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Denied Insulin in Prison

Insulin Nation

An Alberta man with Type 1 diabetes was recently pulled over by the Royal Canadian Mounted Police for an unpaid speeding ticket, and he was lucky it didn’t end up costing him his life. According to a report in CBC News – Edmonton , Mitchell Chernoff was pulled over during a weekend traffic stop in late June and arrested for the unpaid ticket. At the time of his arrest, his insulin was taken away.

3 Recipes for a Happy T1D Thanksgiving

Insulin Nation

At first glance, Thanksgiving can feel like a culinary minefield for people with Type 1 diabetes. The thinking is that you have to either use a truckload of insulin to cover for the carb fest of mashed potatoes, cranberry sauce, and pie, or you have to avoid it altogether.

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The Diabetes Guilt Trip

Insulin Nation

I’m often surprised by the number of patients who come into my office and immediately say, “I’ve been bad,“ or ”I cheated,” referring to not having lost the weight that they had hoped to or not making all of the food choices that they had planned. Moreover, patients come in programmed to believe their doctors are going to scold them for physical issues that truly result from a faulty pancreas.

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The Myth of Perfect BG Control

Insulin Nation

Are you trying to be the “perfect” person with diabetes? If so, you could be setting yourself up to feel like a failure. Because there is no such thing as the perfect person with diabetes. Setting a goal to have “perfect” blood glucose control is admirable, but the concept of “perfect” blood glucose control is a myth. I’ve found in my experience as a psychologist and a certified diabetes educator that trying to achieve perfection is an unrealistic goal that can do more harm than good.

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How to Establish T1D Boundaries with Parents

Insulin Nation

Managing a disease like Type 1 diabetes is often done best when done with family support. Many would argue that there is no other way to live with Type 1. But what happens when it’s time to declare independence with your diabetes self-care? How do you do that without a lot of hurt feelings? I was diagnosed when I was 10 years old, so naturally my parents played a very integral role in helping me learn about how to take care of myself.

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The 12 Types of Lows

Insulin Nation

In Laura Kronen’s new book, Too Sweet, the not-so-serious side to diabetes , she comes to terms with a Type 1 diagnosis while keeping a sense of humor. In this excerpt, she runs down 10 common experiences that people with Type 1 diabetes might recognize in their own lives. What’s interesting about low blood sugar is that the symptoms are never the same from person to person or episode to episode.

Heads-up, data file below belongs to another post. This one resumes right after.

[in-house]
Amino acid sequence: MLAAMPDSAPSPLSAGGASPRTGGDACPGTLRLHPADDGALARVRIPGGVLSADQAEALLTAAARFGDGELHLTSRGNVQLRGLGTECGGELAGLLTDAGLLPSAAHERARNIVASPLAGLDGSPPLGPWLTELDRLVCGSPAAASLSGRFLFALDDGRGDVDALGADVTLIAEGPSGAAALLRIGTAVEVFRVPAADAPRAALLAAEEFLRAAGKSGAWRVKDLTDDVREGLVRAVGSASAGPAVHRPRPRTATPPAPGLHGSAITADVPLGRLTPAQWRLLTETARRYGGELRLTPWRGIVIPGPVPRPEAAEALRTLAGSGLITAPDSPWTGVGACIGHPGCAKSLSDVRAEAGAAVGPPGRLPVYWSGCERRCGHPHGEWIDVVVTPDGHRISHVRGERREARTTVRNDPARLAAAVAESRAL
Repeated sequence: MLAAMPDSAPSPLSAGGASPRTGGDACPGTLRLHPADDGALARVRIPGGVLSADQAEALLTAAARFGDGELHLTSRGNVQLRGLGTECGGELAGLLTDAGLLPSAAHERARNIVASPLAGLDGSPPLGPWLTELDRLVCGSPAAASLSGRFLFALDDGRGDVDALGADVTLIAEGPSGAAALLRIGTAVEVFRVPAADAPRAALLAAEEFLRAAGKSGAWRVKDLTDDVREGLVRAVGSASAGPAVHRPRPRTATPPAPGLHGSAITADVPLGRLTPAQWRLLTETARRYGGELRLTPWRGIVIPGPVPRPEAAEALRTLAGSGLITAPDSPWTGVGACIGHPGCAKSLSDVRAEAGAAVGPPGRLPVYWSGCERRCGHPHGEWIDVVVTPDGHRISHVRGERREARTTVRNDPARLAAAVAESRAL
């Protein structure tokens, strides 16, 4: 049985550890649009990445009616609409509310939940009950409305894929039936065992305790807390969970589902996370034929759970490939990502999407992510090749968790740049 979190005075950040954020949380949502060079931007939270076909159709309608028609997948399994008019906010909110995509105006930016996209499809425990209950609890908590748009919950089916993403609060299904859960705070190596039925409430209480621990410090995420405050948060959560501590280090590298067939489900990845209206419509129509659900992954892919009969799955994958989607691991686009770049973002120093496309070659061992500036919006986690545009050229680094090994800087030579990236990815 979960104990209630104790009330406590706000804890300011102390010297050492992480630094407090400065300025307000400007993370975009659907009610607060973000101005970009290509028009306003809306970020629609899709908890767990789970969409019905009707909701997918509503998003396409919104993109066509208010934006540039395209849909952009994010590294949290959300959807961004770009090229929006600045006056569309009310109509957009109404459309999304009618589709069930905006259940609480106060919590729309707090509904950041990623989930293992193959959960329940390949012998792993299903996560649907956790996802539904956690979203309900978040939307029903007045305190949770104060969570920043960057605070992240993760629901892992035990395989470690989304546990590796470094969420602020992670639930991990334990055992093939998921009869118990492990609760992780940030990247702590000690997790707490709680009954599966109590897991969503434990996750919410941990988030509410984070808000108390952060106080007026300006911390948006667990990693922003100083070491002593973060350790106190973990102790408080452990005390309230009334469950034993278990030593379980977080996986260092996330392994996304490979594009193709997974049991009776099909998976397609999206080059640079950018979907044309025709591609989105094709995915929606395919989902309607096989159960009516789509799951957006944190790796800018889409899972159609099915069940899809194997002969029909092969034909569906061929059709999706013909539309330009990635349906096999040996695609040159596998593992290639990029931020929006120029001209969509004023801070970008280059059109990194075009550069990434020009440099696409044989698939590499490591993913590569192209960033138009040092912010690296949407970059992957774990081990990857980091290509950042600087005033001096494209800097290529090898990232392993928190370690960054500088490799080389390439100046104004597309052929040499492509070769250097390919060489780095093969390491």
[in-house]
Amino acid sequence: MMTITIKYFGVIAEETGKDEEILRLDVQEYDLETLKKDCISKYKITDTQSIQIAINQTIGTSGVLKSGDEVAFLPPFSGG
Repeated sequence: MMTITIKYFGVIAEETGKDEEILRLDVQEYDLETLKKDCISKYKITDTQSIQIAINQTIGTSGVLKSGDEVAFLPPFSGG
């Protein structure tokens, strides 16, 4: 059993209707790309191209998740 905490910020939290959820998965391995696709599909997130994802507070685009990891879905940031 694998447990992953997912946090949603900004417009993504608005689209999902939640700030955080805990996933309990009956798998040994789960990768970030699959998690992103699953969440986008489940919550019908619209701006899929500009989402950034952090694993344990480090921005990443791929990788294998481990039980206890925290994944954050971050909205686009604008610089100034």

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Should You Go to a Diabetes Psychologist?

Insulin Nation

When I tell people I am a psychologist who specializes in diabetes (and who also happens to have Type 1 diabetes), they often are startled that there is such a specialty. I can’t tell you how many times I’ve been asked “Is there really a need for that?” or “How hard can having diabetes really be?”. It’s no secret to anyone who has diabetes that living with the condition can be really tough – and that the biggest challenges are often mental. Think about it for a minute.

Insulin Pen Misuse At Hospitals

Insulin Nation

In March 2014, 4,427 people with diabetes in the Long Island area received notice that they may have been exposed to bloodborne pathogens because staff at the South Nassau Community Hospital reused insulin pens on multiple patients. Hospitals are supposed to be places to heal, but they can also become hotbeds of infection if proper rules of hygiene aren’t being followed.

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8 Things Your Child’s Teacher Should Know About T1D

Insulin Nation

BACK TO SCHOOL SPECIAL – PART 1 of 2. It’s that time of year – back to school! New notebooks, new clothes, new bookbag, and new teachers that will need a crash course in diabetes education. When my son was first diagnosed with Type 1 diabetes, we were two weeks into 4th grade. We were lucky in that his teacher has a child that had been diagnosed a year earlier with T1D. That first year was so much easier because she just understood.

It’s Not Just My Diabetes

Insulin Nation

So you are dealing with your Type 1 diabetes all by yourself. No one else can do it for you. That’s what we’re told by our doctors as they try to instil in us personal responsibility, and we take it to heart, perhaps too much. Since we’re the only ones who have to count carbs, check blood sugar, and be careful when exercising, it is our condition alone. But we all know deep down that it isn’t just our diabetes. Our moms, dads, sisters, brothers, and partners all endure this with us.

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Is Glucagon Ready for Primetime?

Insulin Nation

Xeris will officially be announcing the results of the study at the American Diabetes Association Scientific Sessions, being held June 13th – 17th, 2014 in San Francisco. If you’ve ever been given glucagon, chances are you weren’t focused enough to see how it was reconstituted. Considered the counterweight hormone to insulin, glucagon is typically only given in emergency situations to quickly treat extreme lows.

The 12 Different Types of Highs

Insulin Nation

Just as there are many types of lows, there are endless breeds of highs, as well. So many external factors can adversely affect your efforts to control your blood sugar levels, including stress, hormonal changes, periods of growth, physical activity, medications, illness, and fatigue. It’s truly amazing when you get a normal reading! See how many of these highs you have experienced: 1. The Didn’t-Shoot-Up-High-Enough High: This one is completely your fault.

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Why Do Doctors Miss T1D Diagnoses?

Insulin Nation

With a growing number of children being diagnosed with Type 1 diabetes, it would seem that there would be more awareness of the symptoms of its onset, but this is not the case. A recent study done by UK doctors in Southampton and Oxford documented that diabetic ketoacidosis (DKA) was present in 25% of 2,000 UK children newly diagnosed with Type 1 diabetes. This means that physicians failed to notice and treat the Type 1 symptoms of these children before they became life-threatening.